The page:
Nay, we would never do that.
IETF shall never — ever, step onto another standardization bodies toes, feet or anything that looks even remotely inviting. Drawing inspiration from Quentin Tarantino, where the story line keeps moving back and forth, and an enormous amount of cerebral energy is spent in keeping track of whats currently happening, i will boldly take you where no man — or person if you will, has ever gone before (now imagine the Starship Enterprise whooshing past).
Service providers were complaining about how the dead link detection for LAGs was waaaaaaaaaay too slow. It would take them 3 seconds at the least, to detect that a link has gone down, before they would stop sending traffic down that offending link (more here). 3 secs of outage is HUGE and clearly unacceptable – especially with all routers, or at least the ones that claim to forward traffic, supporting 50ms of FRR times.
An easy and a viable option before folks was to request IEEE to rework their LACP standard to bring down the protocol timers from 1 second to a few milliseconds. However, what made this nonviable was the urgency with which the service operators needed the extension – a way to detect dead links in a LAG in the O(ms). I am no IEEE expert, and its my humble understanding that things move slower — way too slower, in IEEE than IETF. The work thus naturally gravitated towards IETF.
Within IETF — and you’ll have to squint your eyes really hard — we can use BFD for this purpose. Its after all a very light weight protocol that just does liveliness detection. BFD keeps exchanging packets back and forth over an IP interface and if it doesnt hear from the other end, it brings down all protocols riding on top of that interface with the enthusiasm that most people often find quite alarming (if not disconcerting).
So, BFD did look like a best fit within IETF, to take on this challenge of fixing the issue of removing dead links for the LAGs asap.
Take a giant leap in the time fabric and you’ll find yourself staring at an ongoing effort in the BFD WG where we establish micro BFD sessions over each link (more here) in an attempt to fix the LAG issue.
The simplest and arguably the most elegant way to get BFD to work on LAGs was by tweaking the LACP state machine — wherein a member link of a LAG is NOT brought into the Distributing State till the micro BFD session on that link goes Up. While this looks way too cool and would have resulted in a 1 Page RFC (which i must agree has a certain charm to it), it poses certain challenges. The biggest being that IETF has no control over LACP and any proposal that tweaks LACP’s state machine would have brought out daggers, sabers and other metallic implements that can hurt — really, really hurt.
BFD WG is filled with people who love peace, harmony and detest anything that engenders ill feeling between two biggest Internet related standardization bodies – IEEE and IETF, and it was thus decided that anything that meant stepping onto IEEE’s toes was not cool enough to be considered.
We went back to the drawing boards and really looked at how we could fix the problem.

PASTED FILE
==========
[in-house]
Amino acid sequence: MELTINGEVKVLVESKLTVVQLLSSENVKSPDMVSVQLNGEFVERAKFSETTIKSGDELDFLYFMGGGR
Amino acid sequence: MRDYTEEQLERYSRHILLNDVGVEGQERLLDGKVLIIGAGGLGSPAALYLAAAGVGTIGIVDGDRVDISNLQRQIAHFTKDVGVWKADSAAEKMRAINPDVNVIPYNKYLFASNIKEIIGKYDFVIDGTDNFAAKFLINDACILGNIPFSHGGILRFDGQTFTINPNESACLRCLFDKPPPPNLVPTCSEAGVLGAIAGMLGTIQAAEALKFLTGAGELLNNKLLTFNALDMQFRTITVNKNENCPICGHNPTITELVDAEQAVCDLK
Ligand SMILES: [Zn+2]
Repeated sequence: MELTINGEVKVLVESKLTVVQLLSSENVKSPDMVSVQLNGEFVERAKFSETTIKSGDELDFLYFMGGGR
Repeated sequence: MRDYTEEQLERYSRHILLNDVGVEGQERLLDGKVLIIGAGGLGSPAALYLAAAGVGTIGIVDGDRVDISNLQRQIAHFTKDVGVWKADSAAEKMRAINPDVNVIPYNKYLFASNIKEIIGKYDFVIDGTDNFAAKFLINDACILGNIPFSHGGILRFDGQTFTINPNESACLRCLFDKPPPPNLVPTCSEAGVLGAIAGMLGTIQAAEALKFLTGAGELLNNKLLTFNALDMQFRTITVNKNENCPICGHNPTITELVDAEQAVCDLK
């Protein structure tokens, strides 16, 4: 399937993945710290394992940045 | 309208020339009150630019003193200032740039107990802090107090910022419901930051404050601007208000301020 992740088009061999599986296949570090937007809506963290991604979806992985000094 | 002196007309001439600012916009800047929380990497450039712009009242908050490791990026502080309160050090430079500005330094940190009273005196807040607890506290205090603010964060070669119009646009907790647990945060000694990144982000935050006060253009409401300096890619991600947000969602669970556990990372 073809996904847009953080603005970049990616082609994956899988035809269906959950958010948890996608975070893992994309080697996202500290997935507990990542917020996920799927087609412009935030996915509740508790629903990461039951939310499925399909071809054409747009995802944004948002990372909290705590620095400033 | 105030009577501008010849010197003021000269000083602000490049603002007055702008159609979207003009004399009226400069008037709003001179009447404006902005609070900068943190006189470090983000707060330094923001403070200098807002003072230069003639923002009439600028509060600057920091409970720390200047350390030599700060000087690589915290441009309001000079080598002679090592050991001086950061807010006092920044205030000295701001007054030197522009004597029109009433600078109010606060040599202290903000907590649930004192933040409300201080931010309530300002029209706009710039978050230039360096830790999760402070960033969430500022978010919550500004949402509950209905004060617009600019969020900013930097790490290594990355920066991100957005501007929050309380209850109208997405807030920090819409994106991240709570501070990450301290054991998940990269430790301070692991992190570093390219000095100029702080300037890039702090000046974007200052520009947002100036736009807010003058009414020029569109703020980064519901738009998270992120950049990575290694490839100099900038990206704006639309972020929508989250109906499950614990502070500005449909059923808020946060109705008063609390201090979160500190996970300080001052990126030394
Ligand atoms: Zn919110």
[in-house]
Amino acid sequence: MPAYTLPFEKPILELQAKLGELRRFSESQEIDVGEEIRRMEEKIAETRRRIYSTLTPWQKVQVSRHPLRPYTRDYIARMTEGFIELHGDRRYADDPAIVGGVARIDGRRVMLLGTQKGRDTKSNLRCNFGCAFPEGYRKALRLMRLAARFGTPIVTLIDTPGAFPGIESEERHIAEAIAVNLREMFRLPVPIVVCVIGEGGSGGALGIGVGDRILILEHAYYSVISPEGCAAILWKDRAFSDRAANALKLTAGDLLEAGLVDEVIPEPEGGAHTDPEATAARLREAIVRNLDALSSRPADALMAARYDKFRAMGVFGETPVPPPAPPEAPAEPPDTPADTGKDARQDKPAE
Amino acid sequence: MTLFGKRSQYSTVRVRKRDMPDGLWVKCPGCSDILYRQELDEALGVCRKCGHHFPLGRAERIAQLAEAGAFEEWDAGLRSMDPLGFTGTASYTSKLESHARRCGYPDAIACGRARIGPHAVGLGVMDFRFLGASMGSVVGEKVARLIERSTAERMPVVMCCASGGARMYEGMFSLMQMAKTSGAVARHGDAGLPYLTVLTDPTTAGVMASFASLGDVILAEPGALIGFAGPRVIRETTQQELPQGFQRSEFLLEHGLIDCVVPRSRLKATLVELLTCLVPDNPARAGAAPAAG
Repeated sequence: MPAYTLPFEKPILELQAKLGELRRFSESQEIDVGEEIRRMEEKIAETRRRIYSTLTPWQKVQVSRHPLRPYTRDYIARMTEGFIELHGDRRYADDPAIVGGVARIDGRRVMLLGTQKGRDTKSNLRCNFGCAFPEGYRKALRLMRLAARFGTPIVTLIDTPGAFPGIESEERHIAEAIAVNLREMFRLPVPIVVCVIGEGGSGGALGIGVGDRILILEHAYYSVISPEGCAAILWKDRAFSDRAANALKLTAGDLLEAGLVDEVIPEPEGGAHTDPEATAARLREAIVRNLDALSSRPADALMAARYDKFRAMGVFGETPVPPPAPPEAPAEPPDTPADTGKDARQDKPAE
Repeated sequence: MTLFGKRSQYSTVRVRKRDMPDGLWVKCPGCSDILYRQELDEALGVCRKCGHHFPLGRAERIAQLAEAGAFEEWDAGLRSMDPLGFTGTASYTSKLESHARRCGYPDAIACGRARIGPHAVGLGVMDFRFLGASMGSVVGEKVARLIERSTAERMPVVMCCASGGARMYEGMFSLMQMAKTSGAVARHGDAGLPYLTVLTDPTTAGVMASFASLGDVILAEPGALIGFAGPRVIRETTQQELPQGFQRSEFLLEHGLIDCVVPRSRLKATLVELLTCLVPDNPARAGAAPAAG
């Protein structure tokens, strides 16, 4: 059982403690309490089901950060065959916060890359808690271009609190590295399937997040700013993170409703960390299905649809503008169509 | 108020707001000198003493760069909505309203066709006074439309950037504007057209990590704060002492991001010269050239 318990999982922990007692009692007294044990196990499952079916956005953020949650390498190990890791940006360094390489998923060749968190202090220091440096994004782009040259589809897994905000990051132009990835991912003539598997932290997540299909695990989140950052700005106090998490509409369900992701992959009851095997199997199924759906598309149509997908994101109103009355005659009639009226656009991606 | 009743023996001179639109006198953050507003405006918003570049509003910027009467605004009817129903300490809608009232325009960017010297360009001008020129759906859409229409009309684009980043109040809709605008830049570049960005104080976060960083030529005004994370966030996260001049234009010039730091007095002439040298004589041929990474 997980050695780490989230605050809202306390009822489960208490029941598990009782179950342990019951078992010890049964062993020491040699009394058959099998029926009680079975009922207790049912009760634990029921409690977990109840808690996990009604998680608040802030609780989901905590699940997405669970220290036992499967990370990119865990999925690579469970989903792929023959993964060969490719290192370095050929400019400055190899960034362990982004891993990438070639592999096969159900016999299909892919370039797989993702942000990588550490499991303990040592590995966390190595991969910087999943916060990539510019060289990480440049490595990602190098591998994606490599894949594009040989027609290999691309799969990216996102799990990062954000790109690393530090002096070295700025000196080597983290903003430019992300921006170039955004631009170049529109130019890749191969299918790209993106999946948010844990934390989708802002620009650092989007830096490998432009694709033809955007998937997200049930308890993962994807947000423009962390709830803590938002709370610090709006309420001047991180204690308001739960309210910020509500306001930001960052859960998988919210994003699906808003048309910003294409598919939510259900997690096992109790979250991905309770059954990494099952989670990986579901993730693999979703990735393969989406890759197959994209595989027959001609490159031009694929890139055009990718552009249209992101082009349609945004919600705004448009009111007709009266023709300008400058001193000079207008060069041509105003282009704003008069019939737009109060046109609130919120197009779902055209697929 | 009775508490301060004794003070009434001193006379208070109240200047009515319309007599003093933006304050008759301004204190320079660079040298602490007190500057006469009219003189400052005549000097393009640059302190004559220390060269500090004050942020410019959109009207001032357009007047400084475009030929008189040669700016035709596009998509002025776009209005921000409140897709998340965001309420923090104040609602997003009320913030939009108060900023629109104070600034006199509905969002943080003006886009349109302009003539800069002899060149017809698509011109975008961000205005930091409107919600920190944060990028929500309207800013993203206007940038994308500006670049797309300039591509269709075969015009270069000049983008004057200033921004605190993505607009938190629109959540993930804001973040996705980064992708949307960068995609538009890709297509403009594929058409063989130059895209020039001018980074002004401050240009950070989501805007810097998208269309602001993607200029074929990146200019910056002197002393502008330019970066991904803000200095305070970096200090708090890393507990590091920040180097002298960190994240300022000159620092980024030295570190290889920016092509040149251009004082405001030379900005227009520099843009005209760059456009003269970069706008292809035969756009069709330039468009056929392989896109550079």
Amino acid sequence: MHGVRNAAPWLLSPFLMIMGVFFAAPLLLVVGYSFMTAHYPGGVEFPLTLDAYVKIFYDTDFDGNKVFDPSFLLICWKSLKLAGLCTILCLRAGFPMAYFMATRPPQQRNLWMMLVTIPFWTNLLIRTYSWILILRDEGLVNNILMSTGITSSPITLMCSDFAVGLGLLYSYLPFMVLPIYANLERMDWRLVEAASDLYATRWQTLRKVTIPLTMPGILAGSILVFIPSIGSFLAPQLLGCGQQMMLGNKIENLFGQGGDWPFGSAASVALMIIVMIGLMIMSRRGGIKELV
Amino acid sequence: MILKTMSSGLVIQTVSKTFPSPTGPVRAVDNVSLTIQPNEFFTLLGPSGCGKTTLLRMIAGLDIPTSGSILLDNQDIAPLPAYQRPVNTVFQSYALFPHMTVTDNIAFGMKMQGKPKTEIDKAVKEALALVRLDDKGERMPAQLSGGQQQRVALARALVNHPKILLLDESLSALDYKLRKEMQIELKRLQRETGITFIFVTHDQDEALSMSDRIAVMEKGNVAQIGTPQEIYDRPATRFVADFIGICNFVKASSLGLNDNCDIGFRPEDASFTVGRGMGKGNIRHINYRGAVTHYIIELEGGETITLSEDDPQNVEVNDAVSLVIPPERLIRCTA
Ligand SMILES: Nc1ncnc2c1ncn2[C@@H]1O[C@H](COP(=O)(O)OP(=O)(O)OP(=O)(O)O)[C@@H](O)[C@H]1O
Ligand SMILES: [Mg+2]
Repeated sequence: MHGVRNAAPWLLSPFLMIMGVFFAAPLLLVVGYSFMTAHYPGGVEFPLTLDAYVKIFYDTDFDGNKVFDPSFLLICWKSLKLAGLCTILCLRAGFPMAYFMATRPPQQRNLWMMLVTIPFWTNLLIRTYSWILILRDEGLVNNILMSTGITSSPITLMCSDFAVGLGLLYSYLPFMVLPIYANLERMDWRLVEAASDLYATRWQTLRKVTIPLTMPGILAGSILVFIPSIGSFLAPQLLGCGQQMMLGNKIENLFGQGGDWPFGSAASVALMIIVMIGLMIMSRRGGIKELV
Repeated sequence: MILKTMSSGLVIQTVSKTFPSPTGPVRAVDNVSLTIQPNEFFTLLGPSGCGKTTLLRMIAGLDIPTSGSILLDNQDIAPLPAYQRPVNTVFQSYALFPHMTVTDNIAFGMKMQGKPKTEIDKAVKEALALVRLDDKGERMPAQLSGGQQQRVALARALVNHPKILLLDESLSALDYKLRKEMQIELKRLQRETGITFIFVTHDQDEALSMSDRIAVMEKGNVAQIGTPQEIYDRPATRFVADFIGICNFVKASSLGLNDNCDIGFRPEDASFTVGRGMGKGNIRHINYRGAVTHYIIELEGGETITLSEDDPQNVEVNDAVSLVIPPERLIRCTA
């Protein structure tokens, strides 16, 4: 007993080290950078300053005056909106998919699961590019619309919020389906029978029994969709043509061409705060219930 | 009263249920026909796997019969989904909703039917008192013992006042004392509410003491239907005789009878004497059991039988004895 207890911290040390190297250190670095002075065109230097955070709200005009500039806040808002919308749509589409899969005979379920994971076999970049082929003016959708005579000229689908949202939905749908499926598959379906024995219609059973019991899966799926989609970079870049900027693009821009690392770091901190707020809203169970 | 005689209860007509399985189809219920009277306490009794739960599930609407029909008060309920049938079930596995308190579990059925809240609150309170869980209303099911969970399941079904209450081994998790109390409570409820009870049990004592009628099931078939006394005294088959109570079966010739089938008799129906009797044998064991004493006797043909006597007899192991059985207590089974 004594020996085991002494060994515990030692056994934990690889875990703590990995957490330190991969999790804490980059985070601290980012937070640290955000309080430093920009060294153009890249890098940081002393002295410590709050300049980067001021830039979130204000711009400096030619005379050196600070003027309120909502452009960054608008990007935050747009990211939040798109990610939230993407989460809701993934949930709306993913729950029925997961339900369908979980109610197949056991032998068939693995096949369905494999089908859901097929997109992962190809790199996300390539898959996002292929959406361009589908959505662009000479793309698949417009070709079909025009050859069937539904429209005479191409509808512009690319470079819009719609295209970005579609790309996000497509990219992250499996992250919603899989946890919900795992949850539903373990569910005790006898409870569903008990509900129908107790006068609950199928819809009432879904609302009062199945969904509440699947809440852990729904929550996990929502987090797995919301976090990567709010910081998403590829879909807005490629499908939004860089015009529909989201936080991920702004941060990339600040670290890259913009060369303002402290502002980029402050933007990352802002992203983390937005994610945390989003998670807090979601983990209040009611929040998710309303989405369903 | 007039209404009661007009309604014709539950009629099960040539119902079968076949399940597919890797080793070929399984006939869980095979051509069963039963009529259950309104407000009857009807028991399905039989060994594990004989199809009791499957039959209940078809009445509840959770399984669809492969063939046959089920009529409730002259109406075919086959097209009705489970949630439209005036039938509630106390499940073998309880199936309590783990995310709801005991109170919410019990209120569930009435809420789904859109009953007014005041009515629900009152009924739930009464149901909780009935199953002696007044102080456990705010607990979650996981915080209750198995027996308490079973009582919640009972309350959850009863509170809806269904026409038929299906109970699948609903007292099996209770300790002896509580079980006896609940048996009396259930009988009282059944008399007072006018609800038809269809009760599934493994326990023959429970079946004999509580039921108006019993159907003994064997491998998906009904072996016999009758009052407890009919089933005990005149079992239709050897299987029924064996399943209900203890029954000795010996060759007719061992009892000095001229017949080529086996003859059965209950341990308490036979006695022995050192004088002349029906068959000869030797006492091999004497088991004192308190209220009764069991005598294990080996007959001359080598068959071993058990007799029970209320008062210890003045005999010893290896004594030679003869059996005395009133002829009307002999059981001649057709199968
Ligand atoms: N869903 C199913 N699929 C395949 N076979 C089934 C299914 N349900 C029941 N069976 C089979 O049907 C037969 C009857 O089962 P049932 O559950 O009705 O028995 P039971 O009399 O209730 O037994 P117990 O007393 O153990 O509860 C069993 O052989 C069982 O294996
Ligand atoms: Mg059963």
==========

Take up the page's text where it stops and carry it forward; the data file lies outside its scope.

The basic problem that needs to be fixed is as follows:
You have multiple links in a LAG. There is a link that goes dead. Detect that dead link and remove it from the LAG asap so that no traffic is sent over that link.
We decided to run BFD on each link – called it a micro BFD (uBFD) session. Once the uBFD session is established we keep using that link till the session is alive. As soon as the uBFD session goes down, we need to do something so that that link is NOT used for forwarding. Since we cant remove the link from the LAG (as that functionality is beyond our scope) we decided to do the next best thing. We decided that if the uBFD session goes down, we will remove that link from the “load balancer” that exists on all routers supporting LAGs. More about the proposal here.
A “load balancer” above is a hypothetical construct that controls the member links over which the traffic needs to be load balanced in case of LAGs. Assume there is a LAG comprising of 3 member links. Traffic egressing out of that LAG must hit some HW entity that splits the traffic across these 3 member links. If a member link is removed from that entity the traffic will only be hashed across the remaining two member ports. Manipulating stuff on this HW entity doesnt violate our pious agreement with IEEE as this HW entity is not owned by IEEE.
We can now be more specific. We can say that uBFD should only affect HW entity that manages member links for IP traffic — since BFD is after all an IP protocol and is only verifying IP connectivity. If your HW is capable of separate HW entities for both IPv4 and IPv6, then you could theoretically run multiple uBFD sessions between the same set of end points.
If you have separate HW entities for load splitting for L2 and L3 traffic (nobody does that) then you could theoretically only remove/add member links based on uBFD sessions on the HW entity that manages traffic distribution for IP traffic!
So we now have a solution that fixes the problem cited by the service providers all within the realms of IETF! You run uBFD sessions over each member link. If the uBFD session goes down, you remove the link from the “load balancer” which would effectively mean that no traffic will now be sent over that offending link.
And btw, we arrived at the solution without stepping onto IEEE toes, coz doing that would have hurt. Ouch!